The section on "Government's Role in Our Economy" contains the following comments. "The government plays an important role in the American economy. The Constitution gave Congress and the states the power to make "ground rules" for a market economy. As the economy has developed, however, Americans have become increasingly aware that the free enterprise system may not always serve the common good. While it has made the United States one of the wealthiest countries in the world, it has also led to problems that cannot be solved by letting the market system work entirely on its own. These problems have caused Americans to look to government for solutions."
These statements are, at the very least, misleading exaggerations. Have citizens demanded that government increase its regulation of the free market? Or has the government establishment convinced U.S. citizens that its escalating regulations are needed? And has the deluge of government regulations decreased or increased the price of goods and services?
In the section on "American Foreign Policy" we find these comments: "The end of World War II marked the end of the belief that the United States should try to stay out of conflicts between other nations. American leaders saw that our own national security went hand-in-hand with global security. Trouble anywhere in the world could mean trouble for the United States. Therefore, the goal of world peace took center stage in foreign policy."
Ask yourself. Did trouble in Somalia and Afghanistan mean trouble for the United States? Should we sacrifice the lives of our young men and women to correct conditions in Bosnia and Iraq? Did we invade Grenada Island because it was a threat to our nation?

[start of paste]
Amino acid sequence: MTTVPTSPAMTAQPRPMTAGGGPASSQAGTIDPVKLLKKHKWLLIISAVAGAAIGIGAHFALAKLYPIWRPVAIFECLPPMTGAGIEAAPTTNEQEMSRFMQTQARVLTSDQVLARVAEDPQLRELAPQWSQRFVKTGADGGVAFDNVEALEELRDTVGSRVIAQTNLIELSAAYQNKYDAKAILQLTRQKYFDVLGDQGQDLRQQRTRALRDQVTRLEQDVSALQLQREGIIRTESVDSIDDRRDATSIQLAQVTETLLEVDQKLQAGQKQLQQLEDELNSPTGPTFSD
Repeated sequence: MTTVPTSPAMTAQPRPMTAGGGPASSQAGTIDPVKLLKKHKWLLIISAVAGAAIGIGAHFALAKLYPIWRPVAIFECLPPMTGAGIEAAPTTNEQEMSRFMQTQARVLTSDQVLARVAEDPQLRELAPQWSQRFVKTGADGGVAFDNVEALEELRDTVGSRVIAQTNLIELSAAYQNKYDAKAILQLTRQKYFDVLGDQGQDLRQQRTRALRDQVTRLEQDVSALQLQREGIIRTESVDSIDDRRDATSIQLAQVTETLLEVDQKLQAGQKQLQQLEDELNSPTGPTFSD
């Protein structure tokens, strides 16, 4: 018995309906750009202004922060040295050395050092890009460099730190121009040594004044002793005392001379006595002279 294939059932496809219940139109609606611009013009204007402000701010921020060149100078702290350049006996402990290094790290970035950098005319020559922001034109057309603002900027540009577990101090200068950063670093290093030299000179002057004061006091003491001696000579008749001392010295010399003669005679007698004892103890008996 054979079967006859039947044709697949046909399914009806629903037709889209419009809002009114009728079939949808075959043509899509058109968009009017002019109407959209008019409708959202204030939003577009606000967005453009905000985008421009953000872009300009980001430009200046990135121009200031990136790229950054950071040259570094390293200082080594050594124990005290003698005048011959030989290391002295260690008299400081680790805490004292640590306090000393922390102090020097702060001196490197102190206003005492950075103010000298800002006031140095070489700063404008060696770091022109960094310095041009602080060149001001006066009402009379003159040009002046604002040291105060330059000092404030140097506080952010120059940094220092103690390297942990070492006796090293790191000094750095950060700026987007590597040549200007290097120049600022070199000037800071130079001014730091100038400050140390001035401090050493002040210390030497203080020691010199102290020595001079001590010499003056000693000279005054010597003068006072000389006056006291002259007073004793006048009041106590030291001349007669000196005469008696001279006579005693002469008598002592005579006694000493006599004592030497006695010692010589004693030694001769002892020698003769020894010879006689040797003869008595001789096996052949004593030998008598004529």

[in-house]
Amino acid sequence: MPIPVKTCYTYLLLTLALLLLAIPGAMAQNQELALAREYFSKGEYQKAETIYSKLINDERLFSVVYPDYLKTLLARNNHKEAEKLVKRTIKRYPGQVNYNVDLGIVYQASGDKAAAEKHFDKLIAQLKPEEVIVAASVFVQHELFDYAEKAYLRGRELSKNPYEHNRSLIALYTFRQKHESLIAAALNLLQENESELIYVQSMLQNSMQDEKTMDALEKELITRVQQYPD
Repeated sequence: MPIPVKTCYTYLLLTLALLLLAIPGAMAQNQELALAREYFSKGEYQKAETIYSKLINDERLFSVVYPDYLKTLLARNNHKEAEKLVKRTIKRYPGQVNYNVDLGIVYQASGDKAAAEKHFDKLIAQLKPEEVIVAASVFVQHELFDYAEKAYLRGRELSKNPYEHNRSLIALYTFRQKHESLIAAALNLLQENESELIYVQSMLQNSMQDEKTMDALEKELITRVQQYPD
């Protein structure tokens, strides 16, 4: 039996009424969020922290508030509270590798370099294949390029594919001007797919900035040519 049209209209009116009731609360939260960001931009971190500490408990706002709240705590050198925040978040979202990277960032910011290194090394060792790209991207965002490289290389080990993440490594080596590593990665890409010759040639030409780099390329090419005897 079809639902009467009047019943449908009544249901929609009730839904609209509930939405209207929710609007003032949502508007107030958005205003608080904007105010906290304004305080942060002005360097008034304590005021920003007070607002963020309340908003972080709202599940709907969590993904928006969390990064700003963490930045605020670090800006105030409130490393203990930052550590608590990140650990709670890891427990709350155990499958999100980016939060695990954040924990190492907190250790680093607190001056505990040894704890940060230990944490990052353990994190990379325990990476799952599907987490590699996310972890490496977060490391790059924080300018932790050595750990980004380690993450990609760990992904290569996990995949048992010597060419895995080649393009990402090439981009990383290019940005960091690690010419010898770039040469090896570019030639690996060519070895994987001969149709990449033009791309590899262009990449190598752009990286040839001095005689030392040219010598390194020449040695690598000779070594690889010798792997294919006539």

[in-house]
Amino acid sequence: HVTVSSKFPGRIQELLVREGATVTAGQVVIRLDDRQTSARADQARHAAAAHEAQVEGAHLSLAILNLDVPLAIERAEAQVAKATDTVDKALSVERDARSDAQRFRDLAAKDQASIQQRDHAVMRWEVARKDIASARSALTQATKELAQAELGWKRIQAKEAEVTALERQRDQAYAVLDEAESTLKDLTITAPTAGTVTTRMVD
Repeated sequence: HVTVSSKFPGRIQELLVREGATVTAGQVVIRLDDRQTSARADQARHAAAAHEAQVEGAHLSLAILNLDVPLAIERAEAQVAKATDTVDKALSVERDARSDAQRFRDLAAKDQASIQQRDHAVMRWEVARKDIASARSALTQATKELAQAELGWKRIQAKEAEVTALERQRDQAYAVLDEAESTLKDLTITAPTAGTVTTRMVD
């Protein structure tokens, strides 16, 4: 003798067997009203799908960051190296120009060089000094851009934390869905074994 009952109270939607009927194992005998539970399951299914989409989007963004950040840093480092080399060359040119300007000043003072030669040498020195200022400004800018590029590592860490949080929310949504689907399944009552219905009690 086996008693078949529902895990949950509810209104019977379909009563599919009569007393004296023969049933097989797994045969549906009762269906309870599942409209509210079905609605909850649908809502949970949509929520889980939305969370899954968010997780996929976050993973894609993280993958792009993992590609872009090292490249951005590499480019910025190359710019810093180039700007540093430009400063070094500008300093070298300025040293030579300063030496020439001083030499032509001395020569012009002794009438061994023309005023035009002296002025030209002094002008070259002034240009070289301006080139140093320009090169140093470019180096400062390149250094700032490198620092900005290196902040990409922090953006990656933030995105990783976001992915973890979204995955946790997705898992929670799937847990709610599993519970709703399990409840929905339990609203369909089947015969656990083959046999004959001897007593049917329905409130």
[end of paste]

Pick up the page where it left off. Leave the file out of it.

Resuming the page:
The Prentice Hall textbook also promotes affirmative action with this language: "Over the years, many companies have discriminated against job applicants because of race. In these companies the racial background of employees has not reflected the mixture in the local population. Starting in the late 1960s, as a result of the civil rights movement, the government worked to correct the effects of unfair hiring practices. It required companies to take affirmative action, steps to counteract the effects of past racial discrimination and discrimination against women."
Here the authors accept the specious logic used by the Equal Employment Opportunity Commission, i.e., if the racial and gender mix of a company's workforce does not closely match the mix of the local population, de facto discrimination is confirmed.
Finally, no contemporary textbook would be complete without a discussion of the "benefits of diversity." The new Civics textbook states: "As you explore what it means to be a citizen of this nation called the United States, it will be useful to look more closely at the diversity of our backgrounds and learn how that diversity contributes to who we are as a people. Our cultural differences make it clear that Americans have not melted together to form one identity. Instead of giving up our separate cultures, we have retained parts of them and, in the process, have enriched American culture as a whole. Despite our differences, we have survived as a nation for more than two hundred years."
Contrary to what the authors claim, the United States has survived for over two hundred years precisely because we were a "melting pot." Shared values, traditions, mores, speech, and, for the majority, a Judeo-Christian religious ethic, remained relatively constant for our first two centuries. Some aspects of former cultures were retained but for the most part these were customs and observances that weren‘t detrimental to our overall cohesion. However, the "diversity" the authors are promoting is a radical departure from the past 200 plus years and it hasn't been around long enough to make any reliable assumptions regarding its effect on American society. At this point it is still an experiment, a fad without a significant following, and it is inappropriate to imply otherwise to impressionable high school students.
Let me be blunt. This textbook is indoctrination disguised as fact.
November 3, 2003
Gail Jarvis [send him mail], a CPA living in Beaufort, SC, is an advocate of the voluntary union of states established by the founders.